Reason #5: Big film critics do this. You need to discuss the movie minute by minute and talk about the spoilers loud enough for everyone to hear. This is important for highly intelligent films like Prem Ratan Dhan Paayo, which a recent acquaintance of mine claimed he had to see twice to understand and truly cherish. It is even more important for films with an actual story like Neerja, or “slow” films like Room. In case you didn’t know, good films should be laugh-a-minute, with a car flying or goons fighting or a sexual innuendo thrown around at least every quarter of an hour.
Reason #6: And finally, they live in a democracy. I mean, I do too, but they probably take too much to heart their freedom of expression and speech. Of course it’s okay to talk whenever they want, however much they want. This is why they get enraged when people don’t stand up for the national anthem before a movie. But they conveniently forget that they can’t encroach on someone else’s right to enjoy peaceful value for their ticket money. I mean, how dare you ask them to be quiet? Freedom of speech! Call the media!
A professor from college once told me about a European film festival where, the moment you talked or your phone beeped, an attendant would come escort you out. That is an uplifting thought. Dear know-it-all, talkative, inexcusable parasite on the rest of the audience’s time at the theatre, may I suggest Europe to you?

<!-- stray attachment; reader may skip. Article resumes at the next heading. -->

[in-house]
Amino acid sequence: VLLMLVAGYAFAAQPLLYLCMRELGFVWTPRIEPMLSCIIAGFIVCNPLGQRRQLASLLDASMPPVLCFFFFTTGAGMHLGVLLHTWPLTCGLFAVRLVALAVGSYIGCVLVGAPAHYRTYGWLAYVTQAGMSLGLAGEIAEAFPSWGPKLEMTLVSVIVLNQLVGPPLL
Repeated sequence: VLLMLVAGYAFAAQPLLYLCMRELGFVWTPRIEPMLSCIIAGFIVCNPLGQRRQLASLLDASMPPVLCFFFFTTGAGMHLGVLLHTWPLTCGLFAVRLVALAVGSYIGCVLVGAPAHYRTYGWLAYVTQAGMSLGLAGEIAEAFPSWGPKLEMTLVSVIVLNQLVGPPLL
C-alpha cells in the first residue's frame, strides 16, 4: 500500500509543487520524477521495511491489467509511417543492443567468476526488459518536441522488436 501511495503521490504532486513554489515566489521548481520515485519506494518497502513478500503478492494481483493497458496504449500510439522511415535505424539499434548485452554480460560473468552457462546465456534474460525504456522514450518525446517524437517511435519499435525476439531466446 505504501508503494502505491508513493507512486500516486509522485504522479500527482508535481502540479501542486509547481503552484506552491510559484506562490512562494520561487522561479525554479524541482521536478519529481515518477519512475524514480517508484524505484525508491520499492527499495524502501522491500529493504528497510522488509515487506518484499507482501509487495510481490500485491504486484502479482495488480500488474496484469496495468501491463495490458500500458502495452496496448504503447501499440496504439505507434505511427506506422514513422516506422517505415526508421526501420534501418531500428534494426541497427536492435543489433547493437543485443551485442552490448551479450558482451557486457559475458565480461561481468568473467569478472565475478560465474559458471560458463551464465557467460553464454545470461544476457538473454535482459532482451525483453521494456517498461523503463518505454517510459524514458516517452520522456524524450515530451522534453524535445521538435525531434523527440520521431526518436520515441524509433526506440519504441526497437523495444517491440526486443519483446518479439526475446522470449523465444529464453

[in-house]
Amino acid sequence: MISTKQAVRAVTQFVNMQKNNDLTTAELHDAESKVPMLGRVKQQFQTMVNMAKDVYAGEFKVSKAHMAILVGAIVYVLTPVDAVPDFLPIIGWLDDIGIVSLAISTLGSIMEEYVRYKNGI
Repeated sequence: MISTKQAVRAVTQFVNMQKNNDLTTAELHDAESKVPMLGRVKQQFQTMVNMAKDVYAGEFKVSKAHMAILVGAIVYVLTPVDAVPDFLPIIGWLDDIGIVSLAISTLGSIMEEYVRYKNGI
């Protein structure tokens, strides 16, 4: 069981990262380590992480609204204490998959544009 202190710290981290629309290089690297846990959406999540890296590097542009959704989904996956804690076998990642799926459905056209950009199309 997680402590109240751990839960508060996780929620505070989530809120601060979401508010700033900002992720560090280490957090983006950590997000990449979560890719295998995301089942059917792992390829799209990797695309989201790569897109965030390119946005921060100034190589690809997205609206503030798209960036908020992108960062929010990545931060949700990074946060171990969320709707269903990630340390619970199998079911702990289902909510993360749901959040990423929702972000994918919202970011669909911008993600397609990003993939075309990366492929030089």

In the meantime, I only have this to say to these unceasing talkers – Shushhh!
*Picture Credit: Giphy
Pingback: The Dominion of the Mobile Phones | Of Paneer, Pulao and Pune
Congratulations! Your blog post was selected in our Tangy Tuesday Picks edition on March 08, 2016 at BlogAdda.
Please find it here:
Thank you Blogadda. Delighted you enjoyed the post. 🙂
Being an avid movie watcher, I can fully relate with this post. Seems some people think they have come to watch a dialogueless movie or what characters are saying are of no importance to them (and to others as well as per their assumption) 🙂
Exactly Parijat! Maybe you are right. What the characters are saying/not saying is also of no importance to a certain breed of movie watchers. Perhaps they come for the air-conditioning. 😛